Since the beginning of their new nation, the United States had many differences between the Northern and Southern states. During the Constitutional Convention they disagreed on how to determine their representation in the house based on population; the Southerners wanted to count their slaves and the Northerners did not, which lead to the three-fifths compromise. Later in the Convention there were concessions given to the South, which left the Northerners feeling uneasy, such as: a guarantee that the slave trade would not be interfered with by Congress until 1808 and slave owners were given the right to recover refugee slaves from anywhere in the United States. While many Northern delegates were disappointed with the rights given to the South, they felt it was necessary for the good of the Nation. This was necessary to form a strong central government and union between the states.
As the country began to grow and expand we continued to see disagreements between the North and South; the Missouri Territory applied for statehood the South wanted them admitted as a slave state and the North as a free state. Henry Clay eventually came up with the Missouri Compromise, making Missouri a slave state and making Maine it’s own state entering the union as a free state. After this compromise any state admitted to the union south of the 36° 30’ latitude would be a slave state and a state north of it would be free. The country was very much sectionalized during this time. Thomas Jefferson felt this was a threat to the Union. In 1821, he wrote, ”All, I fear, do not see the speck on our horizon which is to burst on us as a tornado, sooner or later. The line of division lately marked out between the different portions of our confederacy is such as will never, I fear, be obliterated.”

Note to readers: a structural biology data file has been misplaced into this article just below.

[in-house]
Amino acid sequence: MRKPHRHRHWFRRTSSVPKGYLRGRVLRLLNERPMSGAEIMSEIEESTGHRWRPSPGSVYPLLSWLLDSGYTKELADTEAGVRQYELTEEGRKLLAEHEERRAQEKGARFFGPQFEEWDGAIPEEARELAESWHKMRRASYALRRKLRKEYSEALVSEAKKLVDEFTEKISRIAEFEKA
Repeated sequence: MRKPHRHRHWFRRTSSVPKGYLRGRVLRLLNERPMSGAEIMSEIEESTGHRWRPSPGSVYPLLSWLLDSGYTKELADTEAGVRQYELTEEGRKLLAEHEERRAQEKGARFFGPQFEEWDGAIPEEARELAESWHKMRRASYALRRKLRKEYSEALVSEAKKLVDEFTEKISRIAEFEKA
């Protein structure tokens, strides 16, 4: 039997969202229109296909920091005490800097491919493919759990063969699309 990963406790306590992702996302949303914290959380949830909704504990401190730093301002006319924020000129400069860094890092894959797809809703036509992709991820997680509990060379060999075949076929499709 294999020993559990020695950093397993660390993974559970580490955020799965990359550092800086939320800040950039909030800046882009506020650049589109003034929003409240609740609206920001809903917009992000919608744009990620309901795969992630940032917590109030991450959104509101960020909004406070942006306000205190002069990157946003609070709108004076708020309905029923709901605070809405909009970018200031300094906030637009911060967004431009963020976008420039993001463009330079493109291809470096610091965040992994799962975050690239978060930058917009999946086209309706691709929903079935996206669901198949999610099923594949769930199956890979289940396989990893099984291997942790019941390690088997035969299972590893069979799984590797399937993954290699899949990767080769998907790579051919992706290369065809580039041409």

The question of slavery reopened after the annexation of Texas and the acquisition of California, New Mexico, and Utah. In 1854 the Kansas-Nebraska Act repealed the Missouri Compromise, this Act allowed the territories to determine whether they were free or slave territories by popular vote. During this time a new political party emerged called, the Republican Party. Their candidate, Abraham Lincoln, ran a successful campaign against the Democratic Party, who had been broken up by the differences in the North and South. Abraham Lincoln won the election of 1860 with domination in the north, and almost no help in the South. Before President Lincoln was inaugurated seven Southern states seceded the Union forming the Confederacy.
The North and South had been in disagreement since the birth of the Nation, however, this time it was different. President Lincoln did not even get to settle into the White House, shortly after his inauguration the Civil War had begun. Many people believe slavery was the key issue leading to the Civil War, but was it simply slavery, or were there deeper issues that lead to this “war between the states”? Charles B. Dew believes that the decision to secede...